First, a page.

Consumer Product

As Directed Plus
Sleep BioLogics, Inc.
HealthMe Technology

Artificial Intelligence

riskLD

Diagnostics

DICOM Director

Patient Care

SaRA Health

Pharmaceutical

Calici Therapeutics Inc.
Icell Kealex Therapeutics

Medical Device

Nephron Technologies LLC
Addinex Technologies Inc

Mobile Health

ListenMD

Telemedicine

SurgTime

Oncology

Thompson Oncology Devices

EHR

INvaryant Inc.

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Multi-Sided Platforms: The Future of AngelMD

A multi-sided market is one in which two or more distinct companies benefit each other by the presence of a common customer. Diners Club is a prime example of this type of business. Diners Club provided a charge card which could be used to charge meals at a network of restaurants. The restaurants benefited by having access to Diners Club members, and Diners Club benefited by having customers that paid to use the card. As technology has overtaken much of our daily lives, multi-sided markets have expanded dramatically.

Today we interact with multi-sided digital platforms that enable transactions at a scale previously not thought possible. When we order an obscure product from Amazon, it ships from a seller that we might not have known about otherwise. Posting your resume to LinkedIn allows employers to find you, while helping to grow the active user base of the LinkedIn network. ln most of these cases, we would refer to these companies as B2B2C, though there are exceptions such as AngelMD in which there are many parties involved.

For example, AngelMD connects startups, physicians, investors, and advisors. In our early days, it was important to grow both the “buy” and “sell” side of our network to make it viable.  In just over 24 months from digital launch, we have over 10K physician/investors connected to over 1,200 startups resulting in over 42 investments.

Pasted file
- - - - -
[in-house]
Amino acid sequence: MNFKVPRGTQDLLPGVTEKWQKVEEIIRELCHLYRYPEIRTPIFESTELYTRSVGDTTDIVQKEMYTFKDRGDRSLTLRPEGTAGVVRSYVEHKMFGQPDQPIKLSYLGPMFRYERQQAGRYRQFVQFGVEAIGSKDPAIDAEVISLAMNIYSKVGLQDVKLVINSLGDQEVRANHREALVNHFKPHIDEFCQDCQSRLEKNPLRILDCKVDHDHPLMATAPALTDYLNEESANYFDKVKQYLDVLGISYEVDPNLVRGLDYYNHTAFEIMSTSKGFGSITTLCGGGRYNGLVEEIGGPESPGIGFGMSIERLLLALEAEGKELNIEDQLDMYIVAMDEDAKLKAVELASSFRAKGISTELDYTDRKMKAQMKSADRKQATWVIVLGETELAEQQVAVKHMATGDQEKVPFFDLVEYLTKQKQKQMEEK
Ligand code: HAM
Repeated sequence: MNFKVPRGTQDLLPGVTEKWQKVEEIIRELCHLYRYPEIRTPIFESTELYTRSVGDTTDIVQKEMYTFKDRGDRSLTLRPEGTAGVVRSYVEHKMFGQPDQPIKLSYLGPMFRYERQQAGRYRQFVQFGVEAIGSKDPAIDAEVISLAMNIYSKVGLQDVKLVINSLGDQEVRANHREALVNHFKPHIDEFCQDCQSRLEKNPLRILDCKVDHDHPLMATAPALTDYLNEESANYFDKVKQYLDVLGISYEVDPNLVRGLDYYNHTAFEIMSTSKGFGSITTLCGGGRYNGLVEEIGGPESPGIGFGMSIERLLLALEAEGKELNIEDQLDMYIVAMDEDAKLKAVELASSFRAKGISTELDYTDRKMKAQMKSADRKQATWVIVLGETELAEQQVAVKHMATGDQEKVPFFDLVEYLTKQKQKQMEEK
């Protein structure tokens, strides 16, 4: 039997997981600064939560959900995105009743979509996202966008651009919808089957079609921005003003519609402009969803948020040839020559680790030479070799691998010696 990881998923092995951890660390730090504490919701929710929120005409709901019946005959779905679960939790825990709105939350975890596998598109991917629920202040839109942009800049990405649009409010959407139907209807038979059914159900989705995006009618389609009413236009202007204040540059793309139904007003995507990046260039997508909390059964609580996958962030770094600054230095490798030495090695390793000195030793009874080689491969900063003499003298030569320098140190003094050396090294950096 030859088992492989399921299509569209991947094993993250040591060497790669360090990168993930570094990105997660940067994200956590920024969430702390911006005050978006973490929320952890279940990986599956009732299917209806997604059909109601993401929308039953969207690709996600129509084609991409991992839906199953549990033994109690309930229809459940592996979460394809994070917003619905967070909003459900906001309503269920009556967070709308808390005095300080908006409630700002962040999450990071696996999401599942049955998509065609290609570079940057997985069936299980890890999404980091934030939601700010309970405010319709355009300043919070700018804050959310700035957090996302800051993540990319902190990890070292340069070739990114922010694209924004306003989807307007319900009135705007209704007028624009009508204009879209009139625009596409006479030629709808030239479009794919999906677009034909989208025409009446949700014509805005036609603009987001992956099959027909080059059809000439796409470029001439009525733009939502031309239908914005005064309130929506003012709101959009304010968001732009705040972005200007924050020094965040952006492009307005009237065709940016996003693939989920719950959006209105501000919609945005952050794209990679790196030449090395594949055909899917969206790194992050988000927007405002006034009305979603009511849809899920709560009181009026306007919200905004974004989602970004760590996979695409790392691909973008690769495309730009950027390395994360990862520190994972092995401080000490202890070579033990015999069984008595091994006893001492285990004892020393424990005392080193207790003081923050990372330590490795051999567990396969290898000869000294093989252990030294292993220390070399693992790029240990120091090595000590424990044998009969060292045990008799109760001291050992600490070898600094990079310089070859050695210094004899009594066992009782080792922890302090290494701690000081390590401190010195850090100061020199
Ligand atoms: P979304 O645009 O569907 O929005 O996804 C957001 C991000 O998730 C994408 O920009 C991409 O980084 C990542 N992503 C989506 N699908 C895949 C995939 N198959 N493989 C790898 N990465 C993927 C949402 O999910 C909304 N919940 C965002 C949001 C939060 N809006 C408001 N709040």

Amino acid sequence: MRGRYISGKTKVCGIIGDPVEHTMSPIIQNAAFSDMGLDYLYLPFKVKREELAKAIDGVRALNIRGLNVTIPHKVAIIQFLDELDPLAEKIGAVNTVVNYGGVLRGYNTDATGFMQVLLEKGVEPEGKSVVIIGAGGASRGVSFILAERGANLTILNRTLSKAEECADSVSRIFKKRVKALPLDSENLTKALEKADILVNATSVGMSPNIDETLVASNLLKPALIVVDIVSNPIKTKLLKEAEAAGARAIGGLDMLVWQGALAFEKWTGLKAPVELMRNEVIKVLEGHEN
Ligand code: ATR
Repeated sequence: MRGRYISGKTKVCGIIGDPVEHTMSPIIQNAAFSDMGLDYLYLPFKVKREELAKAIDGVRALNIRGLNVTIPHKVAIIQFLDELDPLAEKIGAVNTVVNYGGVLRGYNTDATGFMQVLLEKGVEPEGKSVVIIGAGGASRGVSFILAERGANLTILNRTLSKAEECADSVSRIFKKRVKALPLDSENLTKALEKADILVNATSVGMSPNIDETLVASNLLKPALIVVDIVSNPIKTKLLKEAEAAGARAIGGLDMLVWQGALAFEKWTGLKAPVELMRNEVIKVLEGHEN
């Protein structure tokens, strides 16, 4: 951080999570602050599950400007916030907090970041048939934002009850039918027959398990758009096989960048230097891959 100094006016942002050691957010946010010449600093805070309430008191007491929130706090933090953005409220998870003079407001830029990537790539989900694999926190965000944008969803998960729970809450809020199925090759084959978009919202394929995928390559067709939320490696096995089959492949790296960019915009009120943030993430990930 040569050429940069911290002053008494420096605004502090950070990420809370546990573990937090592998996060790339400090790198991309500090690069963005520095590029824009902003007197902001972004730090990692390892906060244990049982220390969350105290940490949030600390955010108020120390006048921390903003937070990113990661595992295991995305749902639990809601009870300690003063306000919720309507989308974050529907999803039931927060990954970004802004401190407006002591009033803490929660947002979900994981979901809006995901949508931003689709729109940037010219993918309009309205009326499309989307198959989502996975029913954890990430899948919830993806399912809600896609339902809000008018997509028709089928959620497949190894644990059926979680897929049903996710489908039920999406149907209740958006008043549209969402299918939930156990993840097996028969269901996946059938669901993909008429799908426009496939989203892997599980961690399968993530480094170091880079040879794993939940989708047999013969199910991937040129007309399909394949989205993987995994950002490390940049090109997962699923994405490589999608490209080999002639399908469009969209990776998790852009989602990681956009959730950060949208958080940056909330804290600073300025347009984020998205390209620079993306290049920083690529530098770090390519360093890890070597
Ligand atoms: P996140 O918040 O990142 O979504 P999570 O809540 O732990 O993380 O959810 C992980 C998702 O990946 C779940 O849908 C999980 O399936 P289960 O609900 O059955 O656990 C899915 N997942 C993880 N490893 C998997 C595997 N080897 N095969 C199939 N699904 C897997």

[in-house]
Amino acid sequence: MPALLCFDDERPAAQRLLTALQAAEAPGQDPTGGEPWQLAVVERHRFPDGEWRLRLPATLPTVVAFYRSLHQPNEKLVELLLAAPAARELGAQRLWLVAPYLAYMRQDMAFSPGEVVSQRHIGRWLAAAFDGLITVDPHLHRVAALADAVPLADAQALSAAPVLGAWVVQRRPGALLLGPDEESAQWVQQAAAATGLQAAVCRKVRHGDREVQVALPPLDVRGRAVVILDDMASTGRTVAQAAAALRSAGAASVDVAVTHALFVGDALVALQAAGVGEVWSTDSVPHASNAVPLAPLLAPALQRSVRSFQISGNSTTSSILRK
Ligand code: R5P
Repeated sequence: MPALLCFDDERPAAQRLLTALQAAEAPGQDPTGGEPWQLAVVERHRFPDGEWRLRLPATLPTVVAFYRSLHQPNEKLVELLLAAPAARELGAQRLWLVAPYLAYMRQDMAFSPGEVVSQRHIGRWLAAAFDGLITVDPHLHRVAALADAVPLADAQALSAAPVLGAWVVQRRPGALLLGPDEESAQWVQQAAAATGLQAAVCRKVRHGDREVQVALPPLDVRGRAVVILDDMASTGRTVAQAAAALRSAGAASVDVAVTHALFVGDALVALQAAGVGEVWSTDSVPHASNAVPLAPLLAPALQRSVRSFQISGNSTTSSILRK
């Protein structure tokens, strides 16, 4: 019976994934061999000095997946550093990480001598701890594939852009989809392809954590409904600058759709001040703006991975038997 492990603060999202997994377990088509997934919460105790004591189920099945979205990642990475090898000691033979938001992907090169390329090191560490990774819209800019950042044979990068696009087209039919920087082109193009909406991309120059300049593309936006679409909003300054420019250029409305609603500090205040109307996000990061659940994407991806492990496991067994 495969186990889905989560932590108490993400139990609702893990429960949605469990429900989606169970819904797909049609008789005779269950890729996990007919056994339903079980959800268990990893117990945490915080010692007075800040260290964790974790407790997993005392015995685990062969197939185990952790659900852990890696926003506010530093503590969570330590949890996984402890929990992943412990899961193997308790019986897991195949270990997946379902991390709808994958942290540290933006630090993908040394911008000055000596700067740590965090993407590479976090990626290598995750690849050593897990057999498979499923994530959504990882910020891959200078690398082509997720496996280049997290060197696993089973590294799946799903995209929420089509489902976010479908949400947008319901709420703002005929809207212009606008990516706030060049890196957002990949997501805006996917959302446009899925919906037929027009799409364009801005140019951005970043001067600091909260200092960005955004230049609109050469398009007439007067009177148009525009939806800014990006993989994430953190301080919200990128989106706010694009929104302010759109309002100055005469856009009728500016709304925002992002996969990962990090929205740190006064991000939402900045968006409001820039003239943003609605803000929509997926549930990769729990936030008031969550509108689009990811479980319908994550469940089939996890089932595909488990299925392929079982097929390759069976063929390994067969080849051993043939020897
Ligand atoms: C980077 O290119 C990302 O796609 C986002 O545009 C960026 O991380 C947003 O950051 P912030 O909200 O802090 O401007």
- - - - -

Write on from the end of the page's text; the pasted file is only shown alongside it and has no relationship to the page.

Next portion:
Over the next year, our focus  is on scaling the network. One goal within this focus is to gather 100,000 physicians. Physicians add scale to the network by sourcing early stage startups, scoring the best companies, supporting the investment syndication process, and advising the startups post-investment.  

One way that we will help grow the number of physicians on the network is by organizing them into specialty communities. In collaboration with national societies such as the American College of Cardiology, we will be rolling out specialty homepages, online surveys, daily news feed content, and startup deal flow.

To meet the requirements of a multi-sided market, we have to do more than just cater to physicians. In view of this, startups will have access to a wide variety of services that help accelerate their success. In the next few months, the first AngelMD Boot Camp will be held at our new Denver facility. This boot camp will provide access to our new production studio for video pitches, in addition to expert instructors to sharpen the skills of our member CEOs. We are also finalizing an ecosystem of partners for regulatory, compliance, accounting, legal, go-to-market, and strategy development.  The final piece of the puzzle is our annual event that we will hold each fall. This event will provide AngelMD portfolio companies the opportunity to learn, grow, and share best practices.

An area that few people expect is AngelMD’s collaboration with the healthcare industry. Industry players will be able to expand their participation in targeted specialty communities while leveraging our network of experts to score potential acquisition targets. This scoring is further bolstered by access to physician affinity metrics that can be aligned to an industry player’s portfolio strategy. Alpha Conference 2020 will be a prime opportunity for the industry to connect to members of the AngelMD network to build their brand and market reach.

This multi-sided platform enables us to expand our market globally as well. While there are more details to come soon, at this point we will say that we are having conversations with a wide range of geographies about opening up new global markets to the AngelMD marketplace.

This series has covered the transitioning from analog to digital, the wisdom of crowds and the power of multi-sided networks. The next article will focus on leveraging big data and AI (Artificial Intelligence) on our platform.

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The Wisdom of the Crowd?

This is the second in a series of articles where we examine the macro-level trends that support the thesis of our business.

The wisdom of crowds is a well-studied business phenomenon chronicled in a book by James Surowiecki. He makes the case that, under the right circumstances, groups are remarkably intelligent and outperform the smartest individuals in the group. AngelMD believes that our digital network is the best mechanism for identifying the best healthcare innovations.